Located in the south of Central Asia, Turkmenistan is one of the most closed countries in the world. About 90 to 95% of the country is dominated by the Karakum Desert. Turkmenistan has the fourth largest gas reserves in the world, the export of which forms the economic basis of the economic system.
Official name: Turkmenistan
Area: 491,000 km²
Residents: 4.5 – 6.7 million (exact number unknown)
Growth of population: between 1.14% (CIA estimate) and 6% (official)
Seat of government: Ashgabat
Official language: Turkmenistan
Regional languages: Russian, Uzbek, Armenian, Kazakh and others
According to Smartercomputing.org, the entire Turkmenistan system of rule, including all elements of Turkmenistan foreign and domestic policy, all attempts to develop a legitimation for presidential rule and all stagings from personality cult to neo-Turkmen architecture, serves only one purpose: the self-preservation of the system.
According to the Turkmenistan constitution, Turkmenistan is a democratic presidential republic. However, only one noteworthy party is registered – the Democratic Party of Turkmenistan (the two presidential party foundations of the past few years are without any real political significance). Since independence, it has occupied 100% of the seats in the national parliament (majlis) and in regional parliaments. Formally, President Berdimuhamedow – in contrast to his predecessor – ran against competing candidates in the previous presidential elections. In fact, they supported the president in their election campaigns, even called for people to vote for Berdimuhamedow, and were nevertheless largely released from their previous duties after the elections and in some cases arrested.
The separation of powers envisaged by the constitution has also not been implemented. All judges and prosecutors, including the attorney general, are personally appointed by the president and are responsible to him. The President also appoints ministers, deputy prime ministers and regional government representatives. Laws and the constitution can be enacted or declared invalid by order of President Berdimuhamedow. He is in personal union President, Prime Minister, Commander in Chief of the Army and – by revising court judgments in the event of displeasure and imposing penalties at his own discretion – also the country’s highest judge. In addition, he is chairman of the National Unity Party,Humanitarian Society of Turkmenistan Abroad “or the” International Society of Akhal-Teke Horses. “There is no provision for civil society to actively participate in political decision-making processes and, on the contrary, it is hindered and punished.
The German-language page of the online ecyclopedia Wikipedia contains a greatly simplified, but essentially correct (as of December 2017) summary of the formal political system in Turkmenistan. The corresponding representation on the English-language page of the encyclopedia is also correct in terms of content (as of July 2013) and, moreover, very detailed. However, it should be noted that the regulations are in fact of very little importance. In fact, all power comes from the president. Presidential orders allow all existing regulations to be changed at any time. It is governed essentially by presidential decrees, which subsequently and partly retrospectively become laws.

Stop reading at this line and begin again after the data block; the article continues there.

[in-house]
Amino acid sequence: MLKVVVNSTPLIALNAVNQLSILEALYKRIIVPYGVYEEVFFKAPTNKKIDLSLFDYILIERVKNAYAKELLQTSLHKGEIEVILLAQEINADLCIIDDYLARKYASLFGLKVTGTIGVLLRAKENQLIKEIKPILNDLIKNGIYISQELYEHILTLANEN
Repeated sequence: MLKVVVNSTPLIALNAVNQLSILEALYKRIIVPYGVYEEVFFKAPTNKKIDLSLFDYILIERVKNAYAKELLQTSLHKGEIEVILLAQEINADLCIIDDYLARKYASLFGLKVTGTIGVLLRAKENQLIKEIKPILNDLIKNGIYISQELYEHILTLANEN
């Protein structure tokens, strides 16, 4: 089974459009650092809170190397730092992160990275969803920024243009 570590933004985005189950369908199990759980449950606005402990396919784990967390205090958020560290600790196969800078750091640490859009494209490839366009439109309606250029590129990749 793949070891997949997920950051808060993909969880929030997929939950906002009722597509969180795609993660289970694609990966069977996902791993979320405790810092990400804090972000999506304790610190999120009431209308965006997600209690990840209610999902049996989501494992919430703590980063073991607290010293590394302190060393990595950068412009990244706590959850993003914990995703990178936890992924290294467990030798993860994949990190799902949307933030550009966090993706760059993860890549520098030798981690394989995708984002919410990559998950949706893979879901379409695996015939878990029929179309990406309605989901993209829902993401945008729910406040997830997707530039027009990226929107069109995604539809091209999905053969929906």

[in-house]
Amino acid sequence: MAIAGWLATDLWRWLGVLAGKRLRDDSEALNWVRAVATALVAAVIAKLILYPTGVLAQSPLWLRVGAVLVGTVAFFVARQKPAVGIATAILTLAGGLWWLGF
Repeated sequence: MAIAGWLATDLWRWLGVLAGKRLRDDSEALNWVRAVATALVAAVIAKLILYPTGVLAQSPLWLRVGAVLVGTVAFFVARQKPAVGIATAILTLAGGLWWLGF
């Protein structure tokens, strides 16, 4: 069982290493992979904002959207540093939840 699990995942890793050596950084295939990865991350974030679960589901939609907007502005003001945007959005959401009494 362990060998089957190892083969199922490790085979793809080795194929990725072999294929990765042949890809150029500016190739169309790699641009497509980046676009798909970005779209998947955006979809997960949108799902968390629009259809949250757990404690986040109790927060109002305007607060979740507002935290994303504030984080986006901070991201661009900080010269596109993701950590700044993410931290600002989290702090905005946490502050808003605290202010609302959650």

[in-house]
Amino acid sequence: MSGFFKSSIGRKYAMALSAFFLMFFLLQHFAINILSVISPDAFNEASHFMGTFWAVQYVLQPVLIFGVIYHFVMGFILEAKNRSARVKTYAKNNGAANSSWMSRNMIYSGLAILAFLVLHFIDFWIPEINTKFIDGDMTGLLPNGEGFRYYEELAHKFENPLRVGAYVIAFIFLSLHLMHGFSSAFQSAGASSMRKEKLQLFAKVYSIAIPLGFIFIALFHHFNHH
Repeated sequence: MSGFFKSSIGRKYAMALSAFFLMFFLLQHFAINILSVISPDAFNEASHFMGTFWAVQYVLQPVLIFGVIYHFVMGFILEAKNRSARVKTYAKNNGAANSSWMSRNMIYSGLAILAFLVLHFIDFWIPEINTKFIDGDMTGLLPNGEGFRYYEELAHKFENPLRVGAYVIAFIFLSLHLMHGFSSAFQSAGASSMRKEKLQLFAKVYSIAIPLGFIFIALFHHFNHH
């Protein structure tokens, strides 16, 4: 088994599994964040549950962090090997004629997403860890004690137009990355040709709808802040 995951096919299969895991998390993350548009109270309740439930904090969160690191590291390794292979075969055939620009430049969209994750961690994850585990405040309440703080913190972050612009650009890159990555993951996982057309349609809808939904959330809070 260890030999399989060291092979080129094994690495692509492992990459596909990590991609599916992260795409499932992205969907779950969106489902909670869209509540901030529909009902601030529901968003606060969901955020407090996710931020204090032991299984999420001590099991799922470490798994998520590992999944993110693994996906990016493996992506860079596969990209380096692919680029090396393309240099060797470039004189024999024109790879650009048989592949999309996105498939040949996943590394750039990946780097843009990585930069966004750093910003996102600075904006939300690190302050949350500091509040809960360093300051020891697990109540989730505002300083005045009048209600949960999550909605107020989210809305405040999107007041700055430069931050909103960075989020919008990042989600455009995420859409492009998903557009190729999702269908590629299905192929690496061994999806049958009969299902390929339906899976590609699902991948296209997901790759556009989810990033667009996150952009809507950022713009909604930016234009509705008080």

The various domestic intelligence services and secret police units play an important role within this system. Limited in their power and their competences only by the president, they control each other and the population equally. The most important institutions are the National or State Security Service, the Presidential Guard, the Ministry of National Security (MNB: Türkmenistanyň Milli howpsuzlyk Ministrilgi) and the Ministry of the Interior, the notorious public prosecutor’s office founded by President Berdimuhamedow for its ” Vishinsky-style ” show trialsSupreme Control Chamber (in terms of its tasks comparable to the Public Prosecutor’s Office and, like it, equipped with an extensive domestic control service) and the Presidential Advisory Board under the direction of Viktor Khramov, Vladimir Umnov and Alexander Zhadan. It is difficult to get reliable information about the various groups and their formal and informal responsibilities.
The extensive surveillance and control apparatus of these facilities guarantees a very high level of public safety throughout the country.
Despite the widely expressed power of the Turkmenistan executive branch, independent observers identify a number of risks to the medium to long-term stability of the current system of rule. Currency risks are just as much a part of this as risks of the implosion of the political system or the economic structure of the country. This could be triggered by economic crises or by disasters that the government did not adequately deal with (e.g. as a result of an earthquake). In this regard, the experience of recent years shows that the Turkmenistan government is highly vulnerable, while at the same time showing very little resilience to unexpected events of various kinds.
The country report Turkmenistan of the Bertelsmann Stiftung is very detailed on the political system and also very informative with regard to the economic system.
Turkmenistan is divided into five provinces and the capital district
- Akhal Welajat (Ahal Welaýaty), capital Anau (Änew)
- Balkan Welajat (Balkan Welaýaty), capital Balkanabad (Balkanabat)
- Dashoguz Welajat (Daşoguz Welaýaty), capital Daschogus (Daşoguz)
- Lebap Welajat (Lebap Welaýaty), capital Turkmenabad (Türkmenabat)
- Mary Welajat (Mary Welaýaty), capital Mary (Mary)